Gov. Charlie Crist, who is running for U.S. Senate in Florida, will later this week announce his support for many federally mandated gay rights — including support for the Employment Non-Discrimination Act prohibiting discrimination on the basis of sexual orientation and supporting the repeal of the military’s “don’t ask, don’t tell” policy — according to a position paper published at Rawstory.com and Equality Florida.
In addition to those issues, the one-page position paper calls for civil unions with “full legal protections,” new anti-bullying laws, allowing Florida family judges to consider placing children with gay parents, allowing gay couples to sponsor their partners for immigration, equal access to COBRA, and appropriations for HIV/AIDS programs. The document does not call for the repeal of the Defense of Marriage Act, which prohibits the federal government from recognizing same-sex marriages.
Crist’s position on same-sex marriage is nothing new. On Aug. 30, appearing on CNN’s State of the Union, he said, “When it comes to marriage, I think it is a sacred institution, I believe it is between a man and a woman. … It’s just how I feel.” In the interview, he responded affirmatively to a question about supporting a constitutional amendment to ban gay marriage, but later spokesman Danny Kanner wrote that he had misspoke: “I was not discussing an amendment to the U.S. Constitution banning same-sex marriage, which I do not support, but rather reaffirming my position regarding Florida’s constitutional ban that I articulated while running for Governor.”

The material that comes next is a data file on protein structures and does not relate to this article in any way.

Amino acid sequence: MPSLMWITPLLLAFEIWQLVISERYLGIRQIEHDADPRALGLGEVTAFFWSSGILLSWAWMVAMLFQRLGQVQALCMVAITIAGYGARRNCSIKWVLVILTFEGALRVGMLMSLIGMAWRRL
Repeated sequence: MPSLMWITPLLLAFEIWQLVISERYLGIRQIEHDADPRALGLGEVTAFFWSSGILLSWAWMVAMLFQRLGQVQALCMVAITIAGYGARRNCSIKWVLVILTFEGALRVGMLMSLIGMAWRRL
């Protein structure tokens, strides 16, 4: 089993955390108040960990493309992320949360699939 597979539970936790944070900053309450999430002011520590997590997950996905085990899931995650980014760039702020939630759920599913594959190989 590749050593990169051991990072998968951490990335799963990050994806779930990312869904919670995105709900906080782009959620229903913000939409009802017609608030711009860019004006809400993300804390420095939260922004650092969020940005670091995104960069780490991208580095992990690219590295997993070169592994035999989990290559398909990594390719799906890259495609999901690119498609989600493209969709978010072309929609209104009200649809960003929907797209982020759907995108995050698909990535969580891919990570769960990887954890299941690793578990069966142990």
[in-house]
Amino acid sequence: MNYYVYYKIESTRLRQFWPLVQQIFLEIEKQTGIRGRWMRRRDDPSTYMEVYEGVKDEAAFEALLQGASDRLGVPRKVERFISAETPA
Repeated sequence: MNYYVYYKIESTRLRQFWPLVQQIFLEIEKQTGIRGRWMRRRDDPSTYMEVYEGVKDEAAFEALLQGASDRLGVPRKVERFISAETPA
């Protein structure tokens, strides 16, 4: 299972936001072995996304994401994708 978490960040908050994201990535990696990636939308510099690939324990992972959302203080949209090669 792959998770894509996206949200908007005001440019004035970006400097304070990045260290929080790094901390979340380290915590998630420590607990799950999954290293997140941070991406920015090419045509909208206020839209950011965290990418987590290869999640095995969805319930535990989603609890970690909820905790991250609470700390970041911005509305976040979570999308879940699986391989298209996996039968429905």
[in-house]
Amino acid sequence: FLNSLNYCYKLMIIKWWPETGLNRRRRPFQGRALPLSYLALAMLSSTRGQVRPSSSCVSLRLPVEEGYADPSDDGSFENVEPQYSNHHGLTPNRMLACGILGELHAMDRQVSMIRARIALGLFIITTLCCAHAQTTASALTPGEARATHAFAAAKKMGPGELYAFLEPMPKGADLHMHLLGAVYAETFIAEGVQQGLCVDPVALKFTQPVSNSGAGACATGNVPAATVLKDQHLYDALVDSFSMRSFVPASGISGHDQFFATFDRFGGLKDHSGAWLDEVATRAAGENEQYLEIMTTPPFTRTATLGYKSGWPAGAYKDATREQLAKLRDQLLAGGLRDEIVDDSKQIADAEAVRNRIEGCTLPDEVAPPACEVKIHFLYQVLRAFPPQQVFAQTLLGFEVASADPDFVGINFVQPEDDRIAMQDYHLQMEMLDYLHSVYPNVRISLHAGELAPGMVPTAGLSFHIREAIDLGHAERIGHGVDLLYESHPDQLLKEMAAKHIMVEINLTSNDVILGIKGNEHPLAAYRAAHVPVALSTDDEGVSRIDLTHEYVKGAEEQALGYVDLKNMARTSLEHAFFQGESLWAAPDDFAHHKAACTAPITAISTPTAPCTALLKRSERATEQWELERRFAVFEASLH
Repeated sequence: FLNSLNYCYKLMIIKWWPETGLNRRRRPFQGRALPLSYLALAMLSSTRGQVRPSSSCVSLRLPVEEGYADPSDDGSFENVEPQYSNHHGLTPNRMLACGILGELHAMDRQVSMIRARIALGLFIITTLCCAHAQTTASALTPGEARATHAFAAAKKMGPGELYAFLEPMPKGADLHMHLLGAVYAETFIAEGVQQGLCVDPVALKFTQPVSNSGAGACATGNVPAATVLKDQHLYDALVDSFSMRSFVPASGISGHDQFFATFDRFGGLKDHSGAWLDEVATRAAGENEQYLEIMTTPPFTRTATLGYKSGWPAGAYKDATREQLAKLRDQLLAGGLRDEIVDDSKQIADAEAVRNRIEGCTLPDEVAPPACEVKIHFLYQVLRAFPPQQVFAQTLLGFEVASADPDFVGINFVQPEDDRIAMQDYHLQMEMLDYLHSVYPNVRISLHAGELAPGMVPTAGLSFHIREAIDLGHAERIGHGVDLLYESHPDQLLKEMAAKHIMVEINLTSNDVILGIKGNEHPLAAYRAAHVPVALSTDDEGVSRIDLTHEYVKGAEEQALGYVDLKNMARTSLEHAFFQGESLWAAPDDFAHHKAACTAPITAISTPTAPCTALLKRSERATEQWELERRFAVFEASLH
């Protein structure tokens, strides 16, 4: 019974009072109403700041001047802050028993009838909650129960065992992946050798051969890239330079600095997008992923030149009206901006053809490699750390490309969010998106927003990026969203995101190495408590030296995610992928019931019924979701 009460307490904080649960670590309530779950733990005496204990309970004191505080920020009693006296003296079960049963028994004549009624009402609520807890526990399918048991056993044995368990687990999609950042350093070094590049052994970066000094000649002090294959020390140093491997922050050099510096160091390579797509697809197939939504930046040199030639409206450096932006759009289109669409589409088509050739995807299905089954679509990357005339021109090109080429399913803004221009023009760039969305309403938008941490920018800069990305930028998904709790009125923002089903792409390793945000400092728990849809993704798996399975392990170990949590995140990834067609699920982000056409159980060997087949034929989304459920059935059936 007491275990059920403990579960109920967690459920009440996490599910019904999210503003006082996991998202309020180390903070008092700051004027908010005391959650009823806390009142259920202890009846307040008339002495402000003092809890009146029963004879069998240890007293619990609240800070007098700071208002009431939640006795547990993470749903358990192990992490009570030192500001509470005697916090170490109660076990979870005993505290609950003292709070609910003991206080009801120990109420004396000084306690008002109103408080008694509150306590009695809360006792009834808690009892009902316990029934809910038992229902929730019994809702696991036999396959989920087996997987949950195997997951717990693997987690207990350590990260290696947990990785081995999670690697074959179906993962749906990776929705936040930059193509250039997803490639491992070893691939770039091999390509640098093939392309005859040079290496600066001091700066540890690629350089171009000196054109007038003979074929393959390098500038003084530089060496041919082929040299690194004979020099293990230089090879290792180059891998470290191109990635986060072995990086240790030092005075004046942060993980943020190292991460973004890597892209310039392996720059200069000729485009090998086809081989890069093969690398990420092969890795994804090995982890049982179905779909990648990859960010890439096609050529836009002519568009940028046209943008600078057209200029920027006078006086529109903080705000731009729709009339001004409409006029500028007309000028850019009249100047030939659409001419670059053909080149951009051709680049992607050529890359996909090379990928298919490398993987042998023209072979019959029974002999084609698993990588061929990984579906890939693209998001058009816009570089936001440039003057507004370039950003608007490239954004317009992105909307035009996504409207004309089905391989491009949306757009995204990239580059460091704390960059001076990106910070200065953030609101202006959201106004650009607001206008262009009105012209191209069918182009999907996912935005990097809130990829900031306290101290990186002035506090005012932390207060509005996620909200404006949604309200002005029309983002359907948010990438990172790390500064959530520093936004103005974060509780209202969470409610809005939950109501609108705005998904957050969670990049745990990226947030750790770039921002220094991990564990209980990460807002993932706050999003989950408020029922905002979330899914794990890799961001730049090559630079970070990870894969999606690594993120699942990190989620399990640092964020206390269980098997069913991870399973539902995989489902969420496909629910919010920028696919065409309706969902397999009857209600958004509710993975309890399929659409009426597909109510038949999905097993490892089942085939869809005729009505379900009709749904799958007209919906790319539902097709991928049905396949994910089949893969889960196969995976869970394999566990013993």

Crist’s team reached out to Equality Florida for input on state and federal LGBT issues after the group contacted him on the state’s gay adoption ban. “This is the first time a Florida governor has staked such a strong position on the issues. And that’s to be applauded,” says Nadine Smith, executive director of Equality Florida. “But on the other hand, these are mainstream positions,” she adds, citing poll numbers showing a majority of Americans supporting the repeal of “don’t ask, don’t tell” and full legal protections for gay couples.
Gov. Crist’s shift also has to be understood in a political context — since leaving the Republican Party to become a no-party candidate, Crist has moved further left on many issues, gay rights included. Crist previously opposed the repeal of “don’t ask, don’t tell” and supported Florida’s ban on gay adoptions as governor.
Crist is competing for votes with Rep. Kendrick Meek, running for Senate as the Democratic nominee, to see who has the best chance against former Florida House speaker and Republican candidate Marco Rubio. Rep. Meek’s campaign manager, Abe Dyk, sent out a press release blasting Crist’s change, saying, “Charlie Crist has a long record of taking stands that hurt Florida’s LGBT community. … Kendrick, in contrast, has been a champion of LGBT rights.”
Read in full or download the Crist paper:
Luke Johnson reports on Florida for The American Independent.